Plexiglas breaks in weird ways (science writing on the side)

by Stephanie Chasteen on February 12, 2010

In my copious spare time (!), I do some freelance writing assignments.  I recently got a fun assignment from my acquaintance and colleague David Ehrenstein at Physical Review Focus.  (I met David many years ago at a National Association of Science Writers conference… before a talk started, I heard someone ask “Could you explain Dark Matter to me?  I sidled up closer to hear how someone could do that in 1 minute or less.  That someone was David.  Great explainer and writer.)

Physical Review Focus explains the articles in Physical Review for a broad physicists audience.  They’re not easy to write — you have to understand a technical paper in an entirely new field at a deep level, and then write about it in a way that explains the details at a sufficient level to make a physicist happy, but with a broad enough story arc so that a non-specialist can understand it.  It’s  a tough balance.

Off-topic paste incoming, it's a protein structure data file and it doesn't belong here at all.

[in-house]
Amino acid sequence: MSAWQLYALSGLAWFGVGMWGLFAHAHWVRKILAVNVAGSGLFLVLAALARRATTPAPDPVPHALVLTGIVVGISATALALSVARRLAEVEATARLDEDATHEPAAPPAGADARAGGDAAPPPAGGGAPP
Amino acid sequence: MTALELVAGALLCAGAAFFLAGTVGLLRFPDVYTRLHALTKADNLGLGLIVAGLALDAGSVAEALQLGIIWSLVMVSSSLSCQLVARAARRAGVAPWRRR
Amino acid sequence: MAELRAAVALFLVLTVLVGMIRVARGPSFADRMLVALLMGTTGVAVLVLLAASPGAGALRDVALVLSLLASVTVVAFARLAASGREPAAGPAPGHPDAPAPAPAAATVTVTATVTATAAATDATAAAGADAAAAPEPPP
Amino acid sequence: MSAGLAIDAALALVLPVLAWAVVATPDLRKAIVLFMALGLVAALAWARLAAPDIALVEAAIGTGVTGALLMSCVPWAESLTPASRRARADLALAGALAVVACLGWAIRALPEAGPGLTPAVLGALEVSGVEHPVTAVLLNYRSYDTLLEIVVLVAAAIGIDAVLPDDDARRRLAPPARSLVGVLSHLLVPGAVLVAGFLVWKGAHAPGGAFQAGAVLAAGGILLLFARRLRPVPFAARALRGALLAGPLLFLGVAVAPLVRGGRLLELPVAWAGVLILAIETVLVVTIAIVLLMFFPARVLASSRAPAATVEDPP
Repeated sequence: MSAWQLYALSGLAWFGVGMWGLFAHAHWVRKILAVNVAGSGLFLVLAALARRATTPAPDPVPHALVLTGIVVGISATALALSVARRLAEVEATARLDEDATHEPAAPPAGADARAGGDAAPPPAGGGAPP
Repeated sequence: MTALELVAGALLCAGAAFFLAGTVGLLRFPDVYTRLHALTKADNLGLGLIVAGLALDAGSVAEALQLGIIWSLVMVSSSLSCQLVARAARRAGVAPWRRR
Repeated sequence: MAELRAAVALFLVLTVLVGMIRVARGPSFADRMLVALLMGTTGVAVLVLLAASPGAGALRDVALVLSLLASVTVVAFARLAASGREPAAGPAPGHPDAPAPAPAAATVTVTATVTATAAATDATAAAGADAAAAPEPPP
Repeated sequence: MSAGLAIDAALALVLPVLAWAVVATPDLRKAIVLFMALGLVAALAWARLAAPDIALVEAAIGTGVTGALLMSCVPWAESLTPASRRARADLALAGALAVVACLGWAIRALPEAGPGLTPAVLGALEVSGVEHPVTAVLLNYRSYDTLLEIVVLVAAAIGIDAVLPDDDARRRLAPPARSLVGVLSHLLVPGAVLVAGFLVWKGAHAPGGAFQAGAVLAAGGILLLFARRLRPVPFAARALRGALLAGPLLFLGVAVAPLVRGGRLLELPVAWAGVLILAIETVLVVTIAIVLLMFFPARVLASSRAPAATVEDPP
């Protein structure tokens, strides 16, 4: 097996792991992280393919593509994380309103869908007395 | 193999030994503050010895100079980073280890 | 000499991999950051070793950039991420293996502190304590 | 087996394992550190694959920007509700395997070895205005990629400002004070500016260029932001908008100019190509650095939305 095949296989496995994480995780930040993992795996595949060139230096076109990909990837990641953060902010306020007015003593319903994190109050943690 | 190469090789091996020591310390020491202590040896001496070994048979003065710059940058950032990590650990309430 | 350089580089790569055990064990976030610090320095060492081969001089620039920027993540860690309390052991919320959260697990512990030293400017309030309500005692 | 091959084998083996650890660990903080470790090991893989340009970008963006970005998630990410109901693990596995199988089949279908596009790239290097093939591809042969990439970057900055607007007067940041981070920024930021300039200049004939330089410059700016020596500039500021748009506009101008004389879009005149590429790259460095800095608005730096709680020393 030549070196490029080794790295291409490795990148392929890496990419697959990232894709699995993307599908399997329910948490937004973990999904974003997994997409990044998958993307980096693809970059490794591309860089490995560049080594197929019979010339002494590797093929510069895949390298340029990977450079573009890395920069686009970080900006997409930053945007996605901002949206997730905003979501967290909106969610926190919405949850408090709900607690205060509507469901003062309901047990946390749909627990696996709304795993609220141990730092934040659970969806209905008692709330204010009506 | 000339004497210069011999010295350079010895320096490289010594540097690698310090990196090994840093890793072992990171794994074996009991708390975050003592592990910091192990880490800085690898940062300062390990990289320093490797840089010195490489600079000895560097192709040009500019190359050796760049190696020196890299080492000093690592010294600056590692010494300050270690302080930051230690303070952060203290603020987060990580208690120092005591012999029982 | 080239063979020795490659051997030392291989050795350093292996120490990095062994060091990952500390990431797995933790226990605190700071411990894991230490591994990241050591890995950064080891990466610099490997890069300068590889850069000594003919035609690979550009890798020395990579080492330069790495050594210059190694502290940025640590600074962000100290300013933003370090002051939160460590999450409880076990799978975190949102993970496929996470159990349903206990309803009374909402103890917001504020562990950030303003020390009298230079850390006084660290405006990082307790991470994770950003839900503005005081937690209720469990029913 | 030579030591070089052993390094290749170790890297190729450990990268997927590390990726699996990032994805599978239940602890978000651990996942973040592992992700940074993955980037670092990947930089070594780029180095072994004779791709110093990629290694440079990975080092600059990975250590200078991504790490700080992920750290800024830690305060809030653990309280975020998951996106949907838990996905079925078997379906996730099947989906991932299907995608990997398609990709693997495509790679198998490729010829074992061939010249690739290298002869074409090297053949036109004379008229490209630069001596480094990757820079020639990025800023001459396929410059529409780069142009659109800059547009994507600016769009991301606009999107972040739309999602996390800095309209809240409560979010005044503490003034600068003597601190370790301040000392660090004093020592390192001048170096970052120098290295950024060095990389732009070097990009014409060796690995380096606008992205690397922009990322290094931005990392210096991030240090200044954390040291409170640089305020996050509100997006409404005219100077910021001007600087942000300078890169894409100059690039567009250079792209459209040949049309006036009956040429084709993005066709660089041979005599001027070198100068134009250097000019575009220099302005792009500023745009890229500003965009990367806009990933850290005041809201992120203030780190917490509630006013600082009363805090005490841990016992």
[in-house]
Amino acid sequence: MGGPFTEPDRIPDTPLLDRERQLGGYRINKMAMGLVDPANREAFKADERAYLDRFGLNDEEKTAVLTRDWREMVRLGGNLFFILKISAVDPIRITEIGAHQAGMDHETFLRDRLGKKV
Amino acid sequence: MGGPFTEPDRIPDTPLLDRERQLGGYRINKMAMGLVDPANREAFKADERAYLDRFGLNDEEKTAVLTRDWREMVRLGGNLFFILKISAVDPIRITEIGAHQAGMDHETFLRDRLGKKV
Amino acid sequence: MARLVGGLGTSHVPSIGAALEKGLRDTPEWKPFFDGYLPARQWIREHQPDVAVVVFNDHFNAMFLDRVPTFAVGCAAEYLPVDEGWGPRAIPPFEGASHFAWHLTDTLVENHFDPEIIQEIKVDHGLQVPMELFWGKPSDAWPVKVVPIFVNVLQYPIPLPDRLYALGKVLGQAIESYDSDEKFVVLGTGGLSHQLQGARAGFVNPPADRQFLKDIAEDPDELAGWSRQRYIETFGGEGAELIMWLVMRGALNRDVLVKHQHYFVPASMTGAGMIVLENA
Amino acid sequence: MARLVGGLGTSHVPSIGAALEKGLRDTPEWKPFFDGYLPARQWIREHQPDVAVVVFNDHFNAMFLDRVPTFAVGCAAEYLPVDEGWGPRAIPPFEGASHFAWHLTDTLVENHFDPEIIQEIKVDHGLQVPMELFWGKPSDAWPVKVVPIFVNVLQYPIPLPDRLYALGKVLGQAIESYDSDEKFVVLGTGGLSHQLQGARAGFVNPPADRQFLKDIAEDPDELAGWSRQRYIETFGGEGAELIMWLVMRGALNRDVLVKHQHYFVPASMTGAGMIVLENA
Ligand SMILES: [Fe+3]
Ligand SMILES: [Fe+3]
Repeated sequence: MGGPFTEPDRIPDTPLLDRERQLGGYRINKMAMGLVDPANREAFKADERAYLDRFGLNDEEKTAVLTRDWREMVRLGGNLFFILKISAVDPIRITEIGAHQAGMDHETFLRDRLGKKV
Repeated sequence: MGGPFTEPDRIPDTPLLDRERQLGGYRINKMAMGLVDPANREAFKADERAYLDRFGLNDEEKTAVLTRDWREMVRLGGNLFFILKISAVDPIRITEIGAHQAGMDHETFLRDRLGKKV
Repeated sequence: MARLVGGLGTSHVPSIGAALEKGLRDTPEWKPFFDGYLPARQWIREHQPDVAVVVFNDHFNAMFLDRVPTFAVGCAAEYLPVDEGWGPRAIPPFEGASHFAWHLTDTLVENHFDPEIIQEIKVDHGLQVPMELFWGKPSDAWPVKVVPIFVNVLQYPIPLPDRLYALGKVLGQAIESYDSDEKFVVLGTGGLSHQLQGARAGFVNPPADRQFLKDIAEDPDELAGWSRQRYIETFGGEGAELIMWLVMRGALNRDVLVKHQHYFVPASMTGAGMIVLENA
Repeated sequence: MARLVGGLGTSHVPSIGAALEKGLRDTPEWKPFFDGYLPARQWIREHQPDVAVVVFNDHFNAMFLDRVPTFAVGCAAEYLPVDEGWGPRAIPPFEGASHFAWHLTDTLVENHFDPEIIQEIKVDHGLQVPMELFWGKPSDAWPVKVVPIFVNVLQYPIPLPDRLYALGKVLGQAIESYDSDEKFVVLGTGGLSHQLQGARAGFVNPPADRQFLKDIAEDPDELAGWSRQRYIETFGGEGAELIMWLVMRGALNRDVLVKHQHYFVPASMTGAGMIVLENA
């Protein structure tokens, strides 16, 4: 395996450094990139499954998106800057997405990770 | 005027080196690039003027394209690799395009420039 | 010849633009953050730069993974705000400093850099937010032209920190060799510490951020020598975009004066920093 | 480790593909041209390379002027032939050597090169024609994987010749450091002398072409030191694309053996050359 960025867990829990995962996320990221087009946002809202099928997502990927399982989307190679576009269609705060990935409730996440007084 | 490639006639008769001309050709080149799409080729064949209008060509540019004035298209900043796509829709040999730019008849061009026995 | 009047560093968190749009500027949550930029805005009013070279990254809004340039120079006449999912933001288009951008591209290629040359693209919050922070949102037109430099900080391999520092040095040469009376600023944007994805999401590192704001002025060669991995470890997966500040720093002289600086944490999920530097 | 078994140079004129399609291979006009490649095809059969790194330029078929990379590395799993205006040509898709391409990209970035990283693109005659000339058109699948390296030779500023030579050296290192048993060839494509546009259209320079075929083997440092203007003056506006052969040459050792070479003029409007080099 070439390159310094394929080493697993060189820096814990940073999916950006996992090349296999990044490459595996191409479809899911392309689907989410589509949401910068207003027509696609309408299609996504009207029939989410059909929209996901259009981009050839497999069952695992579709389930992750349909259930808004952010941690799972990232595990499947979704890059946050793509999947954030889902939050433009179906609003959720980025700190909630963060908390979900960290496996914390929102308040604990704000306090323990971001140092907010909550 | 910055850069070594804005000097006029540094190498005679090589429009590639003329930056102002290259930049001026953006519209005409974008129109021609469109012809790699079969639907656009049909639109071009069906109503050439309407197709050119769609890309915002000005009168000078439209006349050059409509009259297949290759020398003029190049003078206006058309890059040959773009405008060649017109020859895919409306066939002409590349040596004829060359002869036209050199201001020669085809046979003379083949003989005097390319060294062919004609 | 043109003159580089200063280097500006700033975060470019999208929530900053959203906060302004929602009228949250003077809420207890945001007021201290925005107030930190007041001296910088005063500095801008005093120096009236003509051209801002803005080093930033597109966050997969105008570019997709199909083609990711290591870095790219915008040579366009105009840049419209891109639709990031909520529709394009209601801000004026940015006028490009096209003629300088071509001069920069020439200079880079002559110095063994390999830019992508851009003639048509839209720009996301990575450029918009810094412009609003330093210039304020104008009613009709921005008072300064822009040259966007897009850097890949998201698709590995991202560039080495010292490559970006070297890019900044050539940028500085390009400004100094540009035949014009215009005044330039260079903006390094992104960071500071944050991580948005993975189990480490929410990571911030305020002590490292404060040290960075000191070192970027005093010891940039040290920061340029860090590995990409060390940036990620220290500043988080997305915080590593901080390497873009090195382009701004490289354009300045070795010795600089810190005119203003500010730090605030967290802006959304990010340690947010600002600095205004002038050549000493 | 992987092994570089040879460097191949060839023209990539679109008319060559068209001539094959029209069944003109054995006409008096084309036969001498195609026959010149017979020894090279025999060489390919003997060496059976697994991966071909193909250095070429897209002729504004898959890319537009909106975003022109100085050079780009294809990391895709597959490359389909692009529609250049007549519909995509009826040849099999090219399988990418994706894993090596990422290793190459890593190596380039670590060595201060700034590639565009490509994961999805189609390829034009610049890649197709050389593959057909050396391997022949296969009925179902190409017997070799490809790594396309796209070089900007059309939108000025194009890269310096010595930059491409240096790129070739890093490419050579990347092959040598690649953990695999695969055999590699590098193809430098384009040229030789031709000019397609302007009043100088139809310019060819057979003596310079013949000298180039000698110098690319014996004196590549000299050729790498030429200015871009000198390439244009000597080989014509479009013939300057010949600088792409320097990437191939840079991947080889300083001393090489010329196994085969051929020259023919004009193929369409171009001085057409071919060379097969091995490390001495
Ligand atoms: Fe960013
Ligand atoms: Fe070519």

This latest one was about how things break.  As you can imagine, it’s tough to get a real microscopic snapshot of a crack shooting through a material as it breaks.  But that’s what we need to do in order to get a deep understanding of fracture, so we can understand why materials fail.  Everything cracks (yes, even your jet airplane), but what we want to do is to understand why those cracks grow — that’s what we want to avoid to keep the stuff we build from falling apart.

So, take a look at my full article — Cracking the story of fracture. Any questions?  Let me know.

Image by Christopher Thomas:  http://commons.wikimedia.org/wiki/File:Glass_fracture.jpg

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